Polly begins new life after cornfield rescue
Sole survivor of trio – ‘cruelty of the worst kind’
A HORSE described as being the most emaciated mare ever seen by a horse charity has battled through to make a full recovery.
Polly is the sole survivor of three emaciated bay mares found abandoned in a large cornfield near to the M25 at Chalfont St Peter in February.
The RSPCA found all three horses in a terrible condition. One mare had collapsed and was put to sleep at the scene and the other two – Polly and Penny – were brought to The Horse Trust’s Home of Rest For Horses in Princes Risborough.
Penny’s condition continued to deteriorate and she survived for just over a week. Polly fought on and overcame issues with her temperature, pulse, respiration and weight.
A spokesperson for the trust said every time Polly gained a kilogram it was lost within days.
The spokesperson said: “It has been a long road, every day of the last six months has presented a new challenge and it truly has been a case of taking every day as it comes.”
Polly had stabilised at a near normal weight of 466kg by late July and with the efforts of the trust’s staff she was turned out with the herd for the first time on August 6.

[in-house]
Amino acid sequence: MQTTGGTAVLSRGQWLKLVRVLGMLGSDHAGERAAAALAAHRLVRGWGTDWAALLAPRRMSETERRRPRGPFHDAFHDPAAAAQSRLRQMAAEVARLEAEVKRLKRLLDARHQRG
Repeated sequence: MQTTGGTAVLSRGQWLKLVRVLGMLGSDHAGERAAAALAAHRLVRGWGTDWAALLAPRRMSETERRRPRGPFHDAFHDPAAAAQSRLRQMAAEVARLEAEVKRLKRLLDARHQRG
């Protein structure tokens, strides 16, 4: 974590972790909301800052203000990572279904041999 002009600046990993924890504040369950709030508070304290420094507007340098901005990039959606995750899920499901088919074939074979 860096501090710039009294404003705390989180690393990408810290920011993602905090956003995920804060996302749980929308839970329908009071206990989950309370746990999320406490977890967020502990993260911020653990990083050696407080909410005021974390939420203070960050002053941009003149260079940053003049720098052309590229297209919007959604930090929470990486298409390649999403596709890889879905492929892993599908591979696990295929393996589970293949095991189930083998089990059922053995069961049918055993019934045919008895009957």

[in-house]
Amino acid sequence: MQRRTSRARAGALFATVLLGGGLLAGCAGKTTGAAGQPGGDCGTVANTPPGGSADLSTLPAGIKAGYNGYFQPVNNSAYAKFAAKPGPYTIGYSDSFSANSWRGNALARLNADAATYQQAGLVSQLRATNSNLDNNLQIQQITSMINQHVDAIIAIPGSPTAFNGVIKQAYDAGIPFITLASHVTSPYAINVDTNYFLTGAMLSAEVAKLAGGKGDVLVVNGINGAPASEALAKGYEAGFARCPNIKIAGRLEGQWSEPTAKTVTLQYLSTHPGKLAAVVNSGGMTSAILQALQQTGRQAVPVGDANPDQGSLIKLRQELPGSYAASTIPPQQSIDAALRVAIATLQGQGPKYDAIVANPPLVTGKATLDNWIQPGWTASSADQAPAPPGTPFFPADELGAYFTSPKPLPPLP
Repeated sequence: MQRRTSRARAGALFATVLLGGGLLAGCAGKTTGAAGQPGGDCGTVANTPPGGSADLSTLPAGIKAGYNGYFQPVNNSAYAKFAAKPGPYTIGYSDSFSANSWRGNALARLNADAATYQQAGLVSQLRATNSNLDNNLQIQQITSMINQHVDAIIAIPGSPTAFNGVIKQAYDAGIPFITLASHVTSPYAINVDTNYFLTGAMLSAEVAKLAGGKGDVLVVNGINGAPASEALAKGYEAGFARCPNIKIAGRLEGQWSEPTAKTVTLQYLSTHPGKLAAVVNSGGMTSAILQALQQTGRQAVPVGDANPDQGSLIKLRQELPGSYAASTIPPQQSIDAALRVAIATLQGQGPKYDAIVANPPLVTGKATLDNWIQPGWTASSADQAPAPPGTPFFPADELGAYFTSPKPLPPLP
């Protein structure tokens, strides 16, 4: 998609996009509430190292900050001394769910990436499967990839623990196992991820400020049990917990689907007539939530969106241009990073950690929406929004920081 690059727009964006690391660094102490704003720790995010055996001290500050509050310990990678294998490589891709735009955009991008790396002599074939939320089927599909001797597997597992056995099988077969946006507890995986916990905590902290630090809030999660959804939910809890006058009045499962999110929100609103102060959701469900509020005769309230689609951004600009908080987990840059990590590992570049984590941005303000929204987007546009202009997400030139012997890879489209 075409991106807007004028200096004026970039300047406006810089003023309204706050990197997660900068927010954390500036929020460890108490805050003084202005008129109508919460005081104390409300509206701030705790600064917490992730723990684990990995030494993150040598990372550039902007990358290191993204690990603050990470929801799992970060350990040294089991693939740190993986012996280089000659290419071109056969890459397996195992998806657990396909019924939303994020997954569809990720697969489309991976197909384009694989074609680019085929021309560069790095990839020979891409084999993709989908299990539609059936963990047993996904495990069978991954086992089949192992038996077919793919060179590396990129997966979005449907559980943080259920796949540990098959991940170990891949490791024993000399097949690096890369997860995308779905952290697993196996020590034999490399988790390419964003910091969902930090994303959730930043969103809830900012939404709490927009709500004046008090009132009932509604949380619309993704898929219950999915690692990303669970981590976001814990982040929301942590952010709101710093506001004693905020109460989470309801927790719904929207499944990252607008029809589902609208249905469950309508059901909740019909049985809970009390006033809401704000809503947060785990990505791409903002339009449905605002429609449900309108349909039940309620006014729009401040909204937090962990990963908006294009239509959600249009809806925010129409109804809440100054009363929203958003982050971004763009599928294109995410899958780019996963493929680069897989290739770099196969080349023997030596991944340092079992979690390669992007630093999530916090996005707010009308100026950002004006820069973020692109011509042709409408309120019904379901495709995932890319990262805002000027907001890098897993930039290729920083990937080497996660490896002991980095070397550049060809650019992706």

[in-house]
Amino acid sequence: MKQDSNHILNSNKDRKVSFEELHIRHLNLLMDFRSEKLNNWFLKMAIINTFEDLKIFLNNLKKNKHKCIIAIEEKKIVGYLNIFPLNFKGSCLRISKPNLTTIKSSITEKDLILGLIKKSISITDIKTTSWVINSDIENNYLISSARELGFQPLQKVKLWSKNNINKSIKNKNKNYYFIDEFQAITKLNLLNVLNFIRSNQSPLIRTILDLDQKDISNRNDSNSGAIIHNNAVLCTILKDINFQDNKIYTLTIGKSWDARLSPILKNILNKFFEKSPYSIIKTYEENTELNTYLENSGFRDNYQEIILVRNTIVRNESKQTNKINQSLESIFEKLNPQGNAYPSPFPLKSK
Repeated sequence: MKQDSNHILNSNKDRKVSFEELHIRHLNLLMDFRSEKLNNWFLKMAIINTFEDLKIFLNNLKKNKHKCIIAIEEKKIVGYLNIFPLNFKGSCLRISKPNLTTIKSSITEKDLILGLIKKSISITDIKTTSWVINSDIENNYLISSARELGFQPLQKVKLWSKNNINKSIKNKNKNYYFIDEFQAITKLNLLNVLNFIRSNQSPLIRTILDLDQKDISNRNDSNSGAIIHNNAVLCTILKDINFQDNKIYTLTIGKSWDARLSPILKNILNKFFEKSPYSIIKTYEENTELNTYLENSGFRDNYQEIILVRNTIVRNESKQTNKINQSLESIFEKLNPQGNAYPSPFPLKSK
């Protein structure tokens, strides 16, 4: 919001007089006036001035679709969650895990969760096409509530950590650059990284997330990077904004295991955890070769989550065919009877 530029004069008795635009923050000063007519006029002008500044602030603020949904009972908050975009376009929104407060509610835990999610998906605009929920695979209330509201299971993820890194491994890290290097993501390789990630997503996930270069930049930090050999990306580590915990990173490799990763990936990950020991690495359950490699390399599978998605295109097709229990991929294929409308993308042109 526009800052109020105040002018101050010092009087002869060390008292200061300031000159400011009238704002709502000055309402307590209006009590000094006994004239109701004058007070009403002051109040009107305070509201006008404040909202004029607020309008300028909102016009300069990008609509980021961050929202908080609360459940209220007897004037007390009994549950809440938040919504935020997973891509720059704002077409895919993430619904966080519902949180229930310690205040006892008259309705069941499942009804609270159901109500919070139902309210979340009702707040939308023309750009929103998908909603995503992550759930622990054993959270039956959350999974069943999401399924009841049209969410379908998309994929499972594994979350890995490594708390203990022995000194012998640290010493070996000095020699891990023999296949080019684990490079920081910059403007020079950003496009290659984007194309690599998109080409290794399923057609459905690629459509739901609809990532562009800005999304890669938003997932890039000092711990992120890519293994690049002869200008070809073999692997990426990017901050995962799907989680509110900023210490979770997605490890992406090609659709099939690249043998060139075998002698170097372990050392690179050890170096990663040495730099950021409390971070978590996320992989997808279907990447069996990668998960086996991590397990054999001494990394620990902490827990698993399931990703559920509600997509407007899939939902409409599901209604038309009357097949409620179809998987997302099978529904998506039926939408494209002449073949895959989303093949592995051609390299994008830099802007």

Chief executive of the trust, Jeanette Allen, said it seemed such a long time since Polly arrived at the charity.
“Hers was a case of cruelty of the worst kind,” she said. “Her condition was so terrible that we were never totally sure if she would pull through until very recently.
“Every day Polly enjoys from now is a bonus. It won’t be the end of treatment for her, but it is the beginning of her new life.”
The Horse Trust is funded entirely by public donations. It costs the charity an average of £12 a day to look after each horse at the sanctuary. Visit www.horsetrust.org. uk.
RECOVERING: Polly at the Horse Trust’s Home of Rest For Horses in Princes Risborough where she has responded well to treatment
CRUELLY TREATED: Polly was badly emaciated when she was first taken to the home in Princes Risborough